The bathroom really is the best place to read. I know this because I live in an apartment with three kids and sometimes I lock myself in there with my current read to get out of making everyone toast. It's calm and quiet and you're killing a few birds with one stone. 

As our park time winded down, I found myself needing to use the facilities. I told the kids I'd be right back and headed to the public park bathroom. The front door was held open by a wedge, and the stall I chose was directly opposite that door, so I was able to see out of the crack in my stall door and out to the park. I saw my kids running towards the building with their skateboard and scooters, and as they got closer they started to slow down and whisper, as if they were trying to surprise someone. I realized they were trying to sneak into the bathroom to scare me. I watched Theo with a smile as he and his big helmet head crept into the stall opposite to mine. 

I got up and opened my door and walked to the only other stall in the bathroom, feeling giddy and playful, anticipating Theo's face when I would jump up and hopefully scare his socks off. I paused for a second and then made the jump, grabbing the top of the stall so I could hold myself up longer and we could have a laugh together.

Except it wasn't Theo.

I really should've paused longer. That small voice in the back of my head was right—I should've looked under the stall before I jumped. Turns out Stephen King was spot on when he said everyone likes reading while on the toilet. Upon jumping the stall with a stupid grin on my face, I found an older lady sitting on the pot with a book in her lap.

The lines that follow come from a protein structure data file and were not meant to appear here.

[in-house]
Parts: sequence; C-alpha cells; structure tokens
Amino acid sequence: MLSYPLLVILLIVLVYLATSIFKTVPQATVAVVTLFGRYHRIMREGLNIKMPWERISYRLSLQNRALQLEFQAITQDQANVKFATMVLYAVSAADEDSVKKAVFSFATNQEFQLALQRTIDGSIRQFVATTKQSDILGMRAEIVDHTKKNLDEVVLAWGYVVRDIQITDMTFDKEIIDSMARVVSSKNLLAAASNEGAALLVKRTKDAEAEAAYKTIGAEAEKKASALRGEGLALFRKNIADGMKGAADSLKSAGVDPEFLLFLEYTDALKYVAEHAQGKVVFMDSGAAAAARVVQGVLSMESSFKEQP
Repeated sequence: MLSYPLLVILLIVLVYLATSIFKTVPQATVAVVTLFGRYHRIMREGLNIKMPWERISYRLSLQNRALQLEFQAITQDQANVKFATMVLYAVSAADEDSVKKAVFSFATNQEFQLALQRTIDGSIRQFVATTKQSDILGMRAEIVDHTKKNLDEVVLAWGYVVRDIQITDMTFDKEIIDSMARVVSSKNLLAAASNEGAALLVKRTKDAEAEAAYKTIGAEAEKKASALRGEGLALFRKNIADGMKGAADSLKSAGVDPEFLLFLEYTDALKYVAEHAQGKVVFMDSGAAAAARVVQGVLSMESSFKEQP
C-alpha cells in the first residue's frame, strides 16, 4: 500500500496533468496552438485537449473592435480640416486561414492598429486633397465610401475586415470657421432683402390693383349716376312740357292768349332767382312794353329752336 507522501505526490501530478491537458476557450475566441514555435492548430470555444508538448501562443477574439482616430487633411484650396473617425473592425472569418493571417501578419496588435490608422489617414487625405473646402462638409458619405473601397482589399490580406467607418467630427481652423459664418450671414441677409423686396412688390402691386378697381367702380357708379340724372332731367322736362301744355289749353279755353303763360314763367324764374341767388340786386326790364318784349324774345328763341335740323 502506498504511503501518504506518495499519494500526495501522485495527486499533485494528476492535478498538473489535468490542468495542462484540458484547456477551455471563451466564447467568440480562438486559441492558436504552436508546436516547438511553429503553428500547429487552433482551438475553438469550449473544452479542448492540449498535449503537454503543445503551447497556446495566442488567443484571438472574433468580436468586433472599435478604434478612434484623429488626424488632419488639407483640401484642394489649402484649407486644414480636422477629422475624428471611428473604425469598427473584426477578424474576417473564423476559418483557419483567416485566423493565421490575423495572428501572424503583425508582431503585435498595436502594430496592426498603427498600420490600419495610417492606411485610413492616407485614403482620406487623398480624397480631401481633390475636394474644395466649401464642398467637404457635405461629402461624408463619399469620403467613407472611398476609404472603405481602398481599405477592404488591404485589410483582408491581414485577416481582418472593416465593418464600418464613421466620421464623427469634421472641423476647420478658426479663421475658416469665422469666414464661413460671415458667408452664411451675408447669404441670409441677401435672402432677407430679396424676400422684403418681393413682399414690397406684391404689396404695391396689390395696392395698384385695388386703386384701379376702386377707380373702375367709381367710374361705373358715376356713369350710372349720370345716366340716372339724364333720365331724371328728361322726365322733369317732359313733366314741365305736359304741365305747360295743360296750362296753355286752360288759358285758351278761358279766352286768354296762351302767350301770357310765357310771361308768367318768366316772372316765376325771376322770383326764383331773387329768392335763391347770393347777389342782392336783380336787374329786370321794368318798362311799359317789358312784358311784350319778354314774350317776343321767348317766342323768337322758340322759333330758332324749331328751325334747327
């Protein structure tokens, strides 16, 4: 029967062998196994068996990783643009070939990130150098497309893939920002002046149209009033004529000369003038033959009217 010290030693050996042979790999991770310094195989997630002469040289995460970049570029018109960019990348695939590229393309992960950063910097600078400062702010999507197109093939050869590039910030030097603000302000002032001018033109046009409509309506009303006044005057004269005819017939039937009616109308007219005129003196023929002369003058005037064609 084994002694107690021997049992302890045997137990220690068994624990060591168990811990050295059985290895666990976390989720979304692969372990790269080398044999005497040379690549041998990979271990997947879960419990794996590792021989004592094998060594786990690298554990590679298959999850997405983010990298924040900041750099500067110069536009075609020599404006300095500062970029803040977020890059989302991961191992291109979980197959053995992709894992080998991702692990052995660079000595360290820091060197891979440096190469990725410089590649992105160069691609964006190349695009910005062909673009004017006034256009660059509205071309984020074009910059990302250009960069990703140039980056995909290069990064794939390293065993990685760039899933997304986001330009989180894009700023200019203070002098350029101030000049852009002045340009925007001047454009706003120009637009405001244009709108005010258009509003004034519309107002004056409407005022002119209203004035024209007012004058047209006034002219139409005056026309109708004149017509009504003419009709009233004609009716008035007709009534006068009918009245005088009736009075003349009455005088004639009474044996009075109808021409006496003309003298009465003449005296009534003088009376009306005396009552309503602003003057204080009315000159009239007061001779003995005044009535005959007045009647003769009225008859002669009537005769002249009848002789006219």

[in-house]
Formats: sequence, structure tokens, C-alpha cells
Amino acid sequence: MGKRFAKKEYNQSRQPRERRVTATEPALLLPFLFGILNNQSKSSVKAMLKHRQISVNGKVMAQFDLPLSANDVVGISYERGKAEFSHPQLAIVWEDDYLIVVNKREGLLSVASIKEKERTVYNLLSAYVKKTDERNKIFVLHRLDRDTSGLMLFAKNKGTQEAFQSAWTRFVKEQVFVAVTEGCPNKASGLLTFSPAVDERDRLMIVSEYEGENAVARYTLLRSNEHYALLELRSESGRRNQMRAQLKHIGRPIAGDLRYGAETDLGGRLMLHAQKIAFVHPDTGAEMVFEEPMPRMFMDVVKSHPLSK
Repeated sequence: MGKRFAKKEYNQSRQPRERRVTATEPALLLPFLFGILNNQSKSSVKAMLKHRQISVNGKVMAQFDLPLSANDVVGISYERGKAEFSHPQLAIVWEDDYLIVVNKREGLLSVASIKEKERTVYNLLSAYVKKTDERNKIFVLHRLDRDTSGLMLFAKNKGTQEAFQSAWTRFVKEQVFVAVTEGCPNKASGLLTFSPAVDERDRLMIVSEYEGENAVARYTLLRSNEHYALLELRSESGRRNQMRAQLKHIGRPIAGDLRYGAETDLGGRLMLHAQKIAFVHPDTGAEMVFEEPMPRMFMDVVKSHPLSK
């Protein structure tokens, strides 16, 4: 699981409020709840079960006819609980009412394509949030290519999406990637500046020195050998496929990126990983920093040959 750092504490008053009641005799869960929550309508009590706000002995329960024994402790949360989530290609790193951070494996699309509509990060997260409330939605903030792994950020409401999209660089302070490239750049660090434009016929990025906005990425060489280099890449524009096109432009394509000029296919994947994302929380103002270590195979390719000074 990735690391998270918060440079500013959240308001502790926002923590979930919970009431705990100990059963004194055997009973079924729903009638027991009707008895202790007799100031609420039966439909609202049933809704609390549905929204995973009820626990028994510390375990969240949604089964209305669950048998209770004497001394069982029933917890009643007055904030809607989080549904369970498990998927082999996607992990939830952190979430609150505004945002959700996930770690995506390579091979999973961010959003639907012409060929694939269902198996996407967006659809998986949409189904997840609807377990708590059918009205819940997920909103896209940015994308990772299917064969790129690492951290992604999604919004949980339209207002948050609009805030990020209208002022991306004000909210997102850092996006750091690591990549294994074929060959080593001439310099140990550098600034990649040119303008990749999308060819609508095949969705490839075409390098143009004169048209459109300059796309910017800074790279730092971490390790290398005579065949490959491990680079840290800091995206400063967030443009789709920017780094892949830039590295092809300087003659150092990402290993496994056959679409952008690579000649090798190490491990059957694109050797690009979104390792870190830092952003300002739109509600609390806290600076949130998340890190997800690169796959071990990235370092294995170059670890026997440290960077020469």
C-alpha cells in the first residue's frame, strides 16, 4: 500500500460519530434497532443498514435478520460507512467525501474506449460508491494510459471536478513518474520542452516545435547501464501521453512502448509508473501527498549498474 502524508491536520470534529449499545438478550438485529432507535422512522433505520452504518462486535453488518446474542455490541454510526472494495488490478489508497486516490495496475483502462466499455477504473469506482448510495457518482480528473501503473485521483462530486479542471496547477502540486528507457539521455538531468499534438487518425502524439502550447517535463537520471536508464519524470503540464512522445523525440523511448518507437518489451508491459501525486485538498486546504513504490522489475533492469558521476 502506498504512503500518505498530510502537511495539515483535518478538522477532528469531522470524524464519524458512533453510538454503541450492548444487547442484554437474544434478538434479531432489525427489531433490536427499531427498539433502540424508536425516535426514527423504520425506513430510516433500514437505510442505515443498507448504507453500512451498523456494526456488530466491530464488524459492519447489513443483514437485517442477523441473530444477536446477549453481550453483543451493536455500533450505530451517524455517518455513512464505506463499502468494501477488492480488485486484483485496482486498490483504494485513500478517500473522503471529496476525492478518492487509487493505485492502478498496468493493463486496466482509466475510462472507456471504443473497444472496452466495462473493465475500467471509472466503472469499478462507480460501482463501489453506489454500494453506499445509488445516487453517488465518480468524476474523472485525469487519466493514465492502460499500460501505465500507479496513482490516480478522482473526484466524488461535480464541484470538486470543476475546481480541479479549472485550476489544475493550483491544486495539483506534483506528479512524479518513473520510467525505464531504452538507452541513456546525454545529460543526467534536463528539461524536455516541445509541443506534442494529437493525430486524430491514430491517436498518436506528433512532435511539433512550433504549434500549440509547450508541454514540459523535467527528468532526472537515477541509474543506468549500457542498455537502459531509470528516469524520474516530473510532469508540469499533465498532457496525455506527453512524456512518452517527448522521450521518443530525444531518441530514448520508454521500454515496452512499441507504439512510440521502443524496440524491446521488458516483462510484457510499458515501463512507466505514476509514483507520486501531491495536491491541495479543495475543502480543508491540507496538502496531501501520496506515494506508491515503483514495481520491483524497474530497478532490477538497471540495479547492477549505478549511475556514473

"Oh my gosh I am SO SORRY. I thought you were my son."


Usually, leaving the park is a dreaded ordeal. Someone's shoe is off and everyone is whining and I give the two minute warning every five minutes for a half hour. This day was different. I speed walked out of that bathroom to find my kids, Theo included, positioned right outside the building in some bushes. They yelled "surprise!" and I kept on walking right past them, trying to contain my horror and amusement. They double timed it to keep up with me as I whispered to them my faux pas and hightailed it to the parking lot. They could see that if they weren't in our car in record time they'd be left at the park. The last thing I wanted was to have to make small talk at the sand pit with the woman I had just seen with her pants down. The poor woman! Me being the poor woman. 

We sat in the safety of the car and laughed and said "oh my gosh" and I covered my face with my hands. The kids couldn't believe I did that. They loved it, thought it was the best thing ever. 

As the waning October sun began to set we headed back to the comfort and familiarity of the picture clad walls and stained carpet of our little apartment—but not before a stop at Target, where I did not buy any kimonos. 



Book reviews: Love Warrior + The Ocean at the End of the Lane + The Dog Stars

Book reviews: Love Warrior + The Ocean at the End of the Lane + The Dog Stars